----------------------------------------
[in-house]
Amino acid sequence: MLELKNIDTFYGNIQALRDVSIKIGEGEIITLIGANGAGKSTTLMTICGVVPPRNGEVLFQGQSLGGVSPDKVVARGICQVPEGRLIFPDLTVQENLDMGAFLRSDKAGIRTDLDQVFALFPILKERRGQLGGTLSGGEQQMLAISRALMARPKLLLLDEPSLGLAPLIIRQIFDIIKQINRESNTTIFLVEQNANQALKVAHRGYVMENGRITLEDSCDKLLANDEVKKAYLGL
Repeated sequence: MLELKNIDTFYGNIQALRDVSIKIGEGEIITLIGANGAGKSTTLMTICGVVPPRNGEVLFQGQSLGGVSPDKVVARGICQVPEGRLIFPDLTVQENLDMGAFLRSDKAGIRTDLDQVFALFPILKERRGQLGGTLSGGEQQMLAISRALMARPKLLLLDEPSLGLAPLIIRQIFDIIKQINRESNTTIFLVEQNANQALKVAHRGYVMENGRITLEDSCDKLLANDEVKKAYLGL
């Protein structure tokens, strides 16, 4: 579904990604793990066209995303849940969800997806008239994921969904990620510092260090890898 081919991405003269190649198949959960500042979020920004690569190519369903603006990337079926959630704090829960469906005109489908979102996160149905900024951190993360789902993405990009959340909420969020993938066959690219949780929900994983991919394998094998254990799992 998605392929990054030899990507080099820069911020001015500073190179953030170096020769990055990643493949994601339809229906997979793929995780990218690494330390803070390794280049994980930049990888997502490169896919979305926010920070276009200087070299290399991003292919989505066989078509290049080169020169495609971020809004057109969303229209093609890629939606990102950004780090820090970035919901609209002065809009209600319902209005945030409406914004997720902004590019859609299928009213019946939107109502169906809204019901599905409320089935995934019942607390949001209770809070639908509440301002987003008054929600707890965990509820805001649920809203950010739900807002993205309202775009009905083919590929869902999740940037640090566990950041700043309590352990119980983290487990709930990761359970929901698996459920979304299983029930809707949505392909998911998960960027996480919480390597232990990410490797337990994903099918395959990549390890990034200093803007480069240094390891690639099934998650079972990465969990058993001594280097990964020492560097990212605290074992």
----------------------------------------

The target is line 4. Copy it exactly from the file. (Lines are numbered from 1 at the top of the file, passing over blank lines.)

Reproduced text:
């Protein structure tokens, strides 16, 4: 579904990604793990066209995303849940969800997806008239994921969904990620510092260090890898 081919991405003269190649198949959960500042979020920004690569190519369903603006990337079926959630704090829960469906005109489908979102996160149905900024951190993360789902993405990009959340909420969020993938066959690219949780929900994983991919394998094998254990799992 998605392929990054030899990507080099820069911020001015500073190179953030170096020769990055990643493949994601339809229906997979793929995780990218690494330390803070390794280049994980930049990888997502490169896919979305926010920070276009200087070299290399991003292919989505066989078509290049080169020169495609971020809004057109969303229209093609890629939606990102950004780090820090970035919901609209002065809009209600319902209005945030409406914004997720902004590019859609299928009213019946939107109502169906809204019901599905409320089935995934019942607390949001209770809070639908509440301002987003008054929600707890965990509820805001649920809203950010739900807002993205309202775009009905083919590929869902999740940037640090566990950041700043309590352990119980983290487990709930990761359970929901698996459920979304299983029930809707949505392909998911998960960027996480919480390597232990990410490797337990994903099918395959990549390890990034200093803007480069240094390891690639099934998650079972990465969990058993001594280097990964020492560097990212605290074992």